We aim to combine the strengths of modal-based algorithmic reasoning and model-free deep learning for robust robot decision-making under uncertainty. Key to our approach is a unified neural network *policy* representation, encoding both a learned system model and an algorithm that solves the model. The network is fully differentiable and can be trained end-to-end, circumventing the difficulties of direct model learning in a partially observable setting. In contrast with conventional deep neural networks, our network representation imposes the model and algorithmic priors on the neural network architecture for improved generalization of the learned policy.

### QMDP-Net

P. Karkus, D. Hsu, and W. S. Lee. **QMDP-Net: Deep Learning for Planning Under Partial Observability**. In *Advances in Neural Information Processing Systems, NeurIPS,* 2017. [code]

QMDP-net employs algorithm priors on a neural network for planning under partial observability. The network encodes a learned POMDP model together with QMDP, a simple, approximate POMDP planner, thus embedding the solution structure of planning in a network learning architecture. We train a QMDP-net on different tasks so that it can generalize to new ones in the parameterized task set, and “transfer” to other similar tasks beyond the set. Interestingly, while QMDP-net encodes the QMDP algorithm, it sometimes outperforms the QMDP algorithm in the experiments, as a result of end-to-end learning.

### Navigation Network (Nav-Net)

P. Karkus, D. Hsu, and W. S. Lee. **Integrating Algorithmic Planning and Deep Learning for Partially Observable Navigation.** In *MLPC Workshop, International Conference on Robotics and Automation**, *2018.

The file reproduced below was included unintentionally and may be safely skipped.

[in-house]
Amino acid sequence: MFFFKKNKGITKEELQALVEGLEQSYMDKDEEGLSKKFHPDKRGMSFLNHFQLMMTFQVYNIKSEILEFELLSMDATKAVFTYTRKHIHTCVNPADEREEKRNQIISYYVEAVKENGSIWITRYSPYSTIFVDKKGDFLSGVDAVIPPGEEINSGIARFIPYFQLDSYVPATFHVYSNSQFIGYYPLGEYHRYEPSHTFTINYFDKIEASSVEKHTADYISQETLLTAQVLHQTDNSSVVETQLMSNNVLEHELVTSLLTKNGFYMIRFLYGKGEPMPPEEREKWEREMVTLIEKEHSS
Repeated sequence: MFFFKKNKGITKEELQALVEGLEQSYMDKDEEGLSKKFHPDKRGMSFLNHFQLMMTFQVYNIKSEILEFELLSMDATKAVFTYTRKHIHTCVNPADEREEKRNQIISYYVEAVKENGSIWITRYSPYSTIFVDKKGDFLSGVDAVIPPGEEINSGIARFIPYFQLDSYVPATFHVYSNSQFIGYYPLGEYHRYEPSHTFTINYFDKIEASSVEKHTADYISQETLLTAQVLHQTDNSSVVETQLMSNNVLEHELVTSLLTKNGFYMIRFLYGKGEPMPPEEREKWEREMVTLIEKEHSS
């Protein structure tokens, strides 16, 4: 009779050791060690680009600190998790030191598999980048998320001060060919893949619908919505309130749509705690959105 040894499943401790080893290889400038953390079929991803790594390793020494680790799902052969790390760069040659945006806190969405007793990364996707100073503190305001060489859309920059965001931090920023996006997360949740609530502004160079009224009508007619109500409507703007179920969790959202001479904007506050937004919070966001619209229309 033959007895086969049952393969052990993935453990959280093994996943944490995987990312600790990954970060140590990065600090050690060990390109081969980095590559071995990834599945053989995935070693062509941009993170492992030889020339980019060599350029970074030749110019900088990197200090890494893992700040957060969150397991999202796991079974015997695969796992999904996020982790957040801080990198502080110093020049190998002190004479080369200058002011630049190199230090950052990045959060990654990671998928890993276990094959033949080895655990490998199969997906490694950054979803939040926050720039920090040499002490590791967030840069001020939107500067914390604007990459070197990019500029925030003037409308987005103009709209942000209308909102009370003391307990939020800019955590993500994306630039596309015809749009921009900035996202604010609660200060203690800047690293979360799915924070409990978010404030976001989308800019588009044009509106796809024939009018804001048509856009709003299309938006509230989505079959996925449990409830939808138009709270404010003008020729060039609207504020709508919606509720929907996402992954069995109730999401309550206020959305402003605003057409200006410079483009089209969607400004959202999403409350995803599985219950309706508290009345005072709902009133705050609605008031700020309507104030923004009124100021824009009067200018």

This work extends the QMDP-net, and encodes all components of a larger robotic system in a single neural network: state estimation, planning, and control. We apply the idea to a challenging partially observable navigation task: a robot must navigate to a goal in a previously unseen 3-D environment without knowing its initial location, and instead relying on a 2-D floor map and visual observations from an onboard camera.

### Particle Filter Network (PF-Net)

P. Karkus, D. Hsu, and W. S. Lee. **Particle Filter Networks with Application to Visual Localization. **In *Conference on Robot Learning, CoRL*, 2018. [code]

In this work, we encode the Particle Filter algorithm in a differentiable neural network. PF-net enables end-to-end model learning, which trains the model in the context of a specific algorithm, resulting in improved performance, compared with conventional model-learning methods. We apply PF-net to visual robot localization. The robot must localize in rich 3-D environments, using only a schematic 2-D floor map. PF-net learns effective models that generalize to new, unseen environments. It can also incorporate semantic labels on the floor map.

Read more on PF-nets combined with state representation learning for sequence prediction and RL here; and map respresentation learning here.

### Differentiable Algorithm Network (DAN)

P. Karkus, X. Ma, D. Hsu, L. P. Kaelbling, W. S. Lee, and T. Lozano-Pérez. **Differentiable Algorithm Networks for Composable Robot Learning**. In *Robotics: Science and Systems,* RSS, 2019. **Nominated for Best Student Paper and Best Systems Paper awards.**

DANs compose modules of differentiable robot algorithms and associated models into a single neural network that is trained end-to-end from data. From a model-free policy learning perspective the algorithms in DAN act as structured prior. From a model-based RL perspective, instead of training models to match the underlying system dynamics, DAN trains models end-to-end to optimize the overall task objective by backpropagating gradients through the algorithms. The benefit of task-oriented learning is that models and algorithms can adapt and compensate for each others’ imperfections. We illustrate the DAN methodology using differentiable modules for visual perception, state filtering, planning, and local control in the context of a partially observably visual navigation task in 3-D environments.